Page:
David Suzuki and Tara Cullis put their love and life on stage in “What You Won’t Do For Love”

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      The first time David Suzuki and Tara Cullis performed their show What You Won’t Do For Love back in 2020, they were understandably nervous. It was in front of a hometown crowd (New Westminster’s Anvil Theatre, to be exact), and while the life partners and lifelong environmental activists are no strangers to speaking in front of people, theatre isn’t exactly their medium.

      “We were so self-conscious,” Cullis says in a joint video call. “We’re not actors.”

      Even so, they struck an emotional chord.

      “And at the end, a friend of mine came down from the stands and he was all choked up,” she recalls. “He said, ‘Tara, I cried four times!’ That was fantastic—no one’s ever said that to me after any kind of speech.”

      Suzuki agrees that a theatre production offers something different—both for the audience and for the two of them.

      “It certainly gets a response,” he says. “There’s a relationship with the viewer that I’ve never had. In radio or television, that’s just a one-way thing. The immediate response of the audience is, to me, electrifying. It’s a very different way of communicating.”

      With insights and anecdotes from Suzuki and Cullis’s 52-year partnership, What You Won’t Do For Love asks us to examine our own relationships as vehicles for action. Can our devotion to one another inspire us to save the world?

      What You Won’t Do For Love is being billed as a “theatrical experience”—a sort of play/think tank hybrid. The script, which is performed by Suzuki and Cullis alongside actors Miriam Fernandes and Sturla Alvsvaag (who are also a real-life couple), leans more on dialogue, memory, and emotion than A-to-B plot. The Why Not Theatre production originally debuted on that emotional day in New West, though it only managed one performance before the pandemic shut everything down. That inspired the team (including show director Ravi Jain and dramaturgist Kevin Matthew Wong) to pivot into making it a film, which was released online in December 2021. It then returned to the stage in 2022 for Toronto’s Luminato Festival, and now, finally, it makes its triumphant homecoming, this time to Vancouver Playhouse for four nights in February (including a Valentine’s Day show for all of you romantics).

      “It’s kind of self-indulgent to write and act in a play about oneself, one has to admit,” Cullis says with a laugh. “But it also kind of makes you refocus again on why you do what you do, and why you love it and, and why we love each other.”

      That love is never far from the surface. What’s immediately evident when talking with Cullis and Suzuki is the unwavering respect they have for one another. There’s a sense of genuine adoration and deep-rooted trust—when you’re looking at them, you’re looking at a team. They are undoubtedly each other’s biggest fans.

      “David’s always game for pretty well everything, and that’s been a huge part of his impact on the world,” says Cullis. “People would come along with an idea, whether it was for a film or a book or anything, and they would say, ‘David, I know that seems a bit strange, but what do you think about this?’ And he would say, ‘Sounds great. Sure. Why not?’ ”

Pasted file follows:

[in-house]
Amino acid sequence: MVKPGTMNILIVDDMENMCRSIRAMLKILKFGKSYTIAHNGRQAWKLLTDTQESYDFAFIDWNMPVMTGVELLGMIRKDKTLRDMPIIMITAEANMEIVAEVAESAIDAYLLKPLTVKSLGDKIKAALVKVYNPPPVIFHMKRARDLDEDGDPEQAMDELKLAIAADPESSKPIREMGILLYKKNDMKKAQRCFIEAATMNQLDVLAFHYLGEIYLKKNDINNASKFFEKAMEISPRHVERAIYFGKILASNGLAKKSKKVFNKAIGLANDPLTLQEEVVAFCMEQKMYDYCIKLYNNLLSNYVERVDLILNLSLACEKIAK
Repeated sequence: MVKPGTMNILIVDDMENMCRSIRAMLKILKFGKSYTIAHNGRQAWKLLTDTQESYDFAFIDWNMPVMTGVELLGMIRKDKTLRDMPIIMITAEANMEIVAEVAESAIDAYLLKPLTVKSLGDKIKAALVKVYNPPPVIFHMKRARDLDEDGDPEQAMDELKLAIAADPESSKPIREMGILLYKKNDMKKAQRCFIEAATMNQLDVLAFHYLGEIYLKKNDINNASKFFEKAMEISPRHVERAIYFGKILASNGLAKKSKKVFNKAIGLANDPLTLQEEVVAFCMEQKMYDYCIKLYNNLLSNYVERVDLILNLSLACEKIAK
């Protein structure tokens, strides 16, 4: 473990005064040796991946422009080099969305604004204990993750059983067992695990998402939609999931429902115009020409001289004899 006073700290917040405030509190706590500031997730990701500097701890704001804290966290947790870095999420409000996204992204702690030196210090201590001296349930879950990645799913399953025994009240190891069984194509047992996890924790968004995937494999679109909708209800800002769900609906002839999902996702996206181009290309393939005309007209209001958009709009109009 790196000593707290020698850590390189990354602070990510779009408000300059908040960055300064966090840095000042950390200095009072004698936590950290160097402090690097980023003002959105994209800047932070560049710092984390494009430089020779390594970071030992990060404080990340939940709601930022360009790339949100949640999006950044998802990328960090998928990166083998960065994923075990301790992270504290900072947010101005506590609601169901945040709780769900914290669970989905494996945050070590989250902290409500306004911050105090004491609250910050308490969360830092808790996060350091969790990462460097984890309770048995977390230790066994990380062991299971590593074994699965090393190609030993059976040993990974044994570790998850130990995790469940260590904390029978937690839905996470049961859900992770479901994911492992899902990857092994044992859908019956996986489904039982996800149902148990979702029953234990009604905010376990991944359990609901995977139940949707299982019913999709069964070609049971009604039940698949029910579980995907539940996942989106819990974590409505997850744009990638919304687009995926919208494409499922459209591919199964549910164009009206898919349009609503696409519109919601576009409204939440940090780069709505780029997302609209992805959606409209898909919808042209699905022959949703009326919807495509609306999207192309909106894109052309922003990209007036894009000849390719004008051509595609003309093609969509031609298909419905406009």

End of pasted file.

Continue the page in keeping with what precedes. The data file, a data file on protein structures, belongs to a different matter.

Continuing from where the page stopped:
She credits that open-mindedness with giving her the confidence to participate in What You Won’t Do For Love. For her, it was an opportunity to engage people in a new way.

      “I thought, ‘Okay, we’ve tried lecturing to people, we’ve tried writing books, we’ve tried doing television programs,’ ” Cullis says, “ ‘but we still have so far to go to reach the public in a way that does change behaviour. Maybe we should try this, because the whole artistic side of things in terms of poetry, plays, drama, and so on is very, very powerful.’”

      Perhaps best-known for his role as host of the beloved docuseries Nature of Things, Suzuki is an icon of environmental activism and social justice. And Cullis has been steadfastly alongside him the whole way, though her contributions have not been as publicized—until now.

      “The thing I loved about the play, basically, is: Tara was in the position of a lot of women in that she has provided so much of the support system that allowed me to do whatever I’ve done,” Suzuki shares. “She’s really the star of the play, without question. It was just thrilling to see the role that she’s played in starting the David Suzuki Foundation; in her academic career teaching at Harvard; her PhD thesis—all of that came out in the play, and I was really delighted to see that side that is so often hidden.”

      At once a tender love story and a call to arms, What You Won’t Do For Love never strays too far from its central mission: to get people engaged in the fight for our environment. Or, as Suzuki puts it, for our species.

      “The planet’s not in trouble; the planet was here for four-and-a-half billion years before humans even arrived, and it’ll be here long after we’re gone,” he says. “It’s about our ability to survive in a changing atmosphere.”

      As for how we do that, Suzuki points to two action items. One: start hammering our local politicians with phone calls and emails asking what they’re doing about climate change. Two: try to reduce our individual annual carbon footprints by 50 per cent.

      Ultimately, he and Cullis both believe that there’s plenty of work left to be done, but that there’s still a chance for us yet.

      “Hope comes from the fact that we are trying,” Suzuki says. “When you’re an activist, you’re saying, ‘I believe there’s a different outcome.’”

      “What You Won’t Do For Love” runs from February 13 to 17 at the Vancouver Playhouse.